The National Oceanic and Atmospheric Administration helped an orca, which was stranded on a rock beach on Prince of Wales Island in Alaska, Thursday morning. Other sailors were also nearby.

According to NOAA spokesperson Julie Fair, the killer whale that was stranded on the rocks was discovered by the Steadfast, a nearby ship. They “authorized them use a seawater pumps to keep the whale dry and birds away,” Julie Fair stated.

The crew of the boat kept watch on the whale, until an NOAA officer arrived and Alaska Wildlife Troopers arrived.

Fair stated that the killer whale sometimes screamed during the stranding and other killer whales were seen in the area.

According to NOAA, the orca was able to refloat as high tide arrived on Thursday afternoon. Bay Cetology, a Canadian conservation group, was able to determine it was a 13-year-old juvenile Bigg’s killer whale they previously monitored and identified as T146D.

Fair stated that NOAA is currently reviewing video and photos of the killer whale in order to determine whether it is injured. The animal was beached less than a day after an 8.2-magnitude earthquake hit off the coast of Alaska, but NOAA does not believe that caused the killer whale to become stranded.

A TikTok user who goes by the name Aroon Melane shared a video showing people helping keep the orca wet until NOAA arrived and said the whale was able to swim free once the tide returned.

“We heard that there was a killer whale on the beach so we decided to find it.” Melane explains that NOAA granted permission to keep the orca moist and safe from other animals until they arrived. “We were trying to get a pump and hose working. To keep the orca hydrated, we used buckets. After we added water, the orca began to be more active.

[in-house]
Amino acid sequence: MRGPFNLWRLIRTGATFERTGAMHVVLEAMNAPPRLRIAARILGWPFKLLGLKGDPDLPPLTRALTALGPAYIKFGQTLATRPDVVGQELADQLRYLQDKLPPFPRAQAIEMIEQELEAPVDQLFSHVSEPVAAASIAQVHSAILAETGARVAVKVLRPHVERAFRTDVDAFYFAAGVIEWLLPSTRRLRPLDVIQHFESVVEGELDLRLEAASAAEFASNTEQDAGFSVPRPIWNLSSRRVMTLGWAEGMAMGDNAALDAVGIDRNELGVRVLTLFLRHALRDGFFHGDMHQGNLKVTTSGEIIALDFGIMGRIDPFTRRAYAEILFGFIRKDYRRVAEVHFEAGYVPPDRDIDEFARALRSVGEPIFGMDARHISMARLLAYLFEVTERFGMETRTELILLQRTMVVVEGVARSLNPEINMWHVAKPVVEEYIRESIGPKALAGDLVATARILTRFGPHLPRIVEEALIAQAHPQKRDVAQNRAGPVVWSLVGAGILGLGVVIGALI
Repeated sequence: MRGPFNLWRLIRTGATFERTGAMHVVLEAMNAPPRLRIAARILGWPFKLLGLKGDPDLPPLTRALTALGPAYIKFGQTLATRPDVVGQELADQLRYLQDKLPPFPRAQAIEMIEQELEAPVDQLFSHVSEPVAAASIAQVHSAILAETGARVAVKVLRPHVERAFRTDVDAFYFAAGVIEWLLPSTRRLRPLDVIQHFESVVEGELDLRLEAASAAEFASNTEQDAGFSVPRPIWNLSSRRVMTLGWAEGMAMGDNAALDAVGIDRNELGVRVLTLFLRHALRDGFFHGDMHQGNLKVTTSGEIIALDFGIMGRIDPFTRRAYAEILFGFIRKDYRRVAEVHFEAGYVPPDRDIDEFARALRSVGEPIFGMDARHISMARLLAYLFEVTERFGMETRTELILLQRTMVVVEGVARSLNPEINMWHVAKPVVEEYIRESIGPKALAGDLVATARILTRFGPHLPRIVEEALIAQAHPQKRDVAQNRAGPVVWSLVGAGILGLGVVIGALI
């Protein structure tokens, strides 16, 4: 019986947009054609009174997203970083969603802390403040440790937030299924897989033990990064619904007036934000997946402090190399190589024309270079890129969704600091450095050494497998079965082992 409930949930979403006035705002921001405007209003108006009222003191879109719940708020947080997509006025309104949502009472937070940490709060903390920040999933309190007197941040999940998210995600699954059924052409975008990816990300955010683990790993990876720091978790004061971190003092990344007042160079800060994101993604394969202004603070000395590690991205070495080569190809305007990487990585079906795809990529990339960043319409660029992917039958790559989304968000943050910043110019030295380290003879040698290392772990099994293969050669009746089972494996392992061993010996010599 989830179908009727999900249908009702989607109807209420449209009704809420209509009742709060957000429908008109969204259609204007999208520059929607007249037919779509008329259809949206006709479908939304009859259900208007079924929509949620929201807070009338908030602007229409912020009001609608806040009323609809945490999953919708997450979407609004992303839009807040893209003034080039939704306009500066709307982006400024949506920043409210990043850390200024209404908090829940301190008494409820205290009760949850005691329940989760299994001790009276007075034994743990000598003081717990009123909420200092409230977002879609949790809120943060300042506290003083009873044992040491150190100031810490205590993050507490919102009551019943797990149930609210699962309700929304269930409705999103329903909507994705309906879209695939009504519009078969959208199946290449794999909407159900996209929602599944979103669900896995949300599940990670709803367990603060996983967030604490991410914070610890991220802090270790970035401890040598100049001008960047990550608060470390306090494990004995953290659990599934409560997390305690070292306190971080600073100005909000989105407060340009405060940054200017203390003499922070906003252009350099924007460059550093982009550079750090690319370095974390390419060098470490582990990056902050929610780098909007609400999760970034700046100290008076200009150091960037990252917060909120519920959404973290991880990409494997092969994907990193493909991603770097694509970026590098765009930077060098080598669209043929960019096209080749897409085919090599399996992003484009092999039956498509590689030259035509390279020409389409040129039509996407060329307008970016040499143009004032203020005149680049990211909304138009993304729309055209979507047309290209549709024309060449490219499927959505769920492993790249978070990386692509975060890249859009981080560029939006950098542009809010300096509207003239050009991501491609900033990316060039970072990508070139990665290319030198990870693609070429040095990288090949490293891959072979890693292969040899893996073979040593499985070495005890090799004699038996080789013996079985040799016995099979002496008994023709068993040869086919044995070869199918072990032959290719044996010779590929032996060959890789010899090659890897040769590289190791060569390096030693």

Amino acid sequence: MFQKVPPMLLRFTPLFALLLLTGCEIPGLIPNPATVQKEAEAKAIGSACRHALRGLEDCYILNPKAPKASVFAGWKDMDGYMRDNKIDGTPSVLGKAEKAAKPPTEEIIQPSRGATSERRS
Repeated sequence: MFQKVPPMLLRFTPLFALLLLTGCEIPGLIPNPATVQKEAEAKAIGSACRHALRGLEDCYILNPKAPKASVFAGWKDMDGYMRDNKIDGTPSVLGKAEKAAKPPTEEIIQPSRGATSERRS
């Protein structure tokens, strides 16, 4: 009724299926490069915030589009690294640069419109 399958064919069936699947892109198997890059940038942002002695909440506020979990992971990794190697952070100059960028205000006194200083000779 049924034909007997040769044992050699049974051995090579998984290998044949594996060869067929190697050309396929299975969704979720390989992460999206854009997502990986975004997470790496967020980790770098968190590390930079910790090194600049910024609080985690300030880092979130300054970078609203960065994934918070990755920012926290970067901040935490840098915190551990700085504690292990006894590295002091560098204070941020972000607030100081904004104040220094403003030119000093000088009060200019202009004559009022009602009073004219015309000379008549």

She added that the killer whale was trapped for approximately six hours.

Bay Cetology reports that this is not the first instance of a Bigg’s killer Whale getting stuck on rocks.

Also Read: 60% of white-tailed deer in Michigan have been infected with COVID

“Our research on this specific topic published last year shows that all killer whales live stranded along the west coast of North America in the last 2 decades have been of the Bigg’s ecotype and all of them survived, sometimes with a little help,” the conservation group said.

Transient killer whales hunt sea lions, according to the Alaska Department Fish and Game. They can often find themselves live stranded “in pursuit of prey,” a Bay Cetology research study said, adding that while human help isn’t always needed, it can often save the lives of the killer whales as well as their family bonds.

It is not clear how the orca got stranded, or if it was hunting seals that caused it to get stuck.